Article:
And Iain Duncan Smith intends to continue. Only this week, he announced a new plan to purge the Employment and Support Allowance benefit bill of mentally ill claimants. He told us “Work is good for your health”.

In fact, if you have a mental illness, work can drive you to an early death via a combination of (among others) stress, anxiety, depression and paranoia.

Duncan Smith’s claim that “Work is good for your health” may therefore be seen as a lie – almost as great a lie as the slogan from which it was adapted.

You’ll be familiar with it: “Work makes you free” – it hangs in its more familiar form of “Arbeit macht frei” over the gates of the Auschwitz extermination camp that Duncan Smith visited in 2009.

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Location revealed for ‘benefit-related deaths’ Tribunal hearing in November

The battleground: Field House, in London. It doesn't look like much from the outside but it is where the DWP will try to slither out of its Freedom of Information oblligations - again.

The battleground: Field House, in London. It doesn’t look like much from the outside but it is where the DWP will try to slither out of its Freedom of Information oblligations – again.

The First-tier Tribunal (Information Rights) has provided details of the venue for the ‘benefit-related deaths’ hearing at which the DWP will appeal for permission not to publish the exact number of people who have died while claiming incapacity benefits since November 2011.

It will be at Field House, 15 Bream’s Buildings, London EC4A 1DZ, starting at 10am on November 10 this year. Apparently it’s a five-minute walk from Chancery Lane tube station; those of you with disabilities will need to plan extra time to allow for your conditions (although obviously you don’t need This Writer to remind you of that).

All tribunal hearings of this kind are open to the public, so if you are able to attend, please make a note of the date and location in your diary and come along. If you can’t, tell all your friends to come in your place.

Here’s a map:

150821tribunallocationmap

 

Any and all support on the day would be welcome. The Conservative Government, by rush-publishing its fudged ‘ASMR’ statistics on benefit-related deaths, is hoping to quiet public unrest about the number of deaths that have taken place after its “welfare reforms”.

It seems clear that ministers are terrified that this issue will continue to blow up in their face.

This is your chance to show that you are not going to let it lie down and die.

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Zac and Sarah don’t exist – why should we believe anything from the DWP?

'Sarah' - she doesn't exist and her story is a fake.

‘Sarah’ – she doesn’t exist and her story is a fake.

How can we trust the Department for Work and Pensions’ figures on incapacity benefit claimants’ deaths when we’ve had scandal after scandal from it over falsified evidence?

The Department for Work and Pensions has been caught out in another lie – this time over the existence of people in two fake ‘case studies’ used to promote its cruel, unfair and vindictive sanctions regime.

‘Sarah’ was quoted praising the DWP for threatening to withdraw benefits if she refused to complete her CV, while ‘Zac’ praised the new benefit rules, which had allowed him to continue receiving his money because he had offered proof of a hospital appointment.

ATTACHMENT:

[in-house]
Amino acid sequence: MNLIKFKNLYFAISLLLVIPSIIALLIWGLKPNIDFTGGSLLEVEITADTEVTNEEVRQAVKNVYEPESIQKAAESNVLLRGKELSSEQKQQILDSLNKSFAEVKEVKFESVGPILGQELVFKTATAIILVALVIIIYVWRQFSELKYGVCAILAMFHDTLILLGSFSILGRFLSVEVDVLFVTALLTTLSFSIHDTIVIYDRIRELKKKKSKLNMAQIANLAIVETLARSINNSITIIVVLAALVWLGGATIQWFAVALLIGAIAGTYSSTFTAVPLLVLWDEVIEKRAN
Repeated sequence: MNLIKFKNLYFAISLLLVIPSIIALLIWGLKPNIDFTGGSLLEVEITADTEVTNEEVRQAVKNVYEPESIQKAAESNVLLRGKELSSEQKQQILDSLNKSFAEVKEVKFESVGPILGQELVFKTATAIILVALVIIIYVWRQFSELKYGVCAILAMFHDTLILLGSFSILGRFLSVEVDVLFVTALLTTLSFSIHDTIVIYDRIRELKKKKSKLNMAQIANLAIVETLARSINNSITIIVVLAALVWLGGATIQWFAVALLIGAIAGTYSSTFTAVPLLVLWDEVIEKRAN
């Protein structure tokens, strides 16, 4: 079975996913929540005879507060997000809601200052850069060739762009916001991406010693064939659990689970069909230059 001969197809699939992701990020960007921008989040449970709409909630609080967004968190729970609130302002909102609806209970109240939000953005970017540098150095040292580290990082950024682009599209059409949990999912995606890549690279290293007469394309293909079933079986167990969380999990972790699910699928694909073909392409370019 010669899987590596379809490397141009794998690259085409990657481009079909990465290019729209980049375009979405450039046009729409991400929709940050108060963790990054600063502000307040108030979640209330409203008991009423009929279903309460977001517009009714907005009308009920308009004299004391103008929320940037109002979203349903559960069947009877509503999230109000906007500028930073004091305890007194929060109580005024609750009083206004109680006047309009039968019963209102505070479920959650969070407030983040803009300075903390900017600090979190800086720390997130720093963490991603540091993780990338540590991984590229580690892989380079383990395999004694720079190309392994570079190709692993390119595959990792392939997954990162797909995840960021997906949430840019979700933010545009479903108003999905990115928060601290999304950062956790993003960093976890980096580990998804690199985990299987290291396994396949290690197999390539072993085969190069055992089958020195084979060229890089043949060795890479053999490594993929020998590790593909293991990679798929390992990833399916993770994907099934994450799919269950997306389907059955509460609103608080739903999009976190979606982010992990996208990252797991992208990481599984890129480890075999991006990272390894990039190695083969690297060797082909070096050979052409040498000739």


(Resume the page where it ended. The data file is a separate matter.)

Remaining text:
'Zac' - he doesn't exist either and his story has also been faked by the DWP.

‘Zac’ – he doesn’t exist either and his story has also been faked by the DWP.

There’s only one problem – neither ‘Sarah’ nor ‘Zac’ exist.

The woman posing as ‘Sarah’ was also pictured in another government blog, The Daily Job Seeker, which offers advice on interview tips along with techniques and information about Universal Credit.

The DWP has been forced to admit that their comments were among a series of quotes on leaflets that were “fabricated” for “illustrative purposes”. All references to ‘Zac’ and ‘Sarah’ have now been removed from the various DWP information outlets.

The revelation that the DWP has been lying about its policies, using fake identities, has aroused yet another storm of protest against the Department and its Secretary of State, Iain Duncan Smith, the former Army bag-carrier who, This Blog maintains, should be removed from office as SNLR – ‘Services No Longer Required’.

It seems the DWP is claiming this blockhead had no knowledge of the deception, but it is impossible to accept this claim. The fictional accounts are intended to justify his failing policies and it is impossible to believe that civil servants would have created them if he had not demanded it.

Labour leadership frontrunner Jeremy Corbyn was quoted saying: “It is a damning indictment that civil servants are now being forced to make up quotes to cover for the failed political agendas of ministers, after the numerous debacles of Universal Credit, the work capability assessment, and the delays facing disabled people trying to get personal independence payments.”

Further embarrassment is in store for the DWP, after the industry body responsible for regulating the behaviour of organisations producing public relations material, the Chartered Institute of Public Relations (CIPR), launched an investigation into whether any of its members were involved.

CIPR president Sarah Pinch said: “Falsely creating the impression of independent, popular support is a naive and opaque technique which blatantly disregards the CIPR’s standards of ethical conduct. It is deeply disappointing if public relations professionals allowed it to be published.”

“A naïve and opaque technique which blatantly disregards… standards of ethical conduct.”

Let’s look at the DWP’s planned publication of Age-Standardised Mortality Rates for claimants of benefits including Incapacity Benefit, Employment and Support Allowance, and Several Disablement Allowance.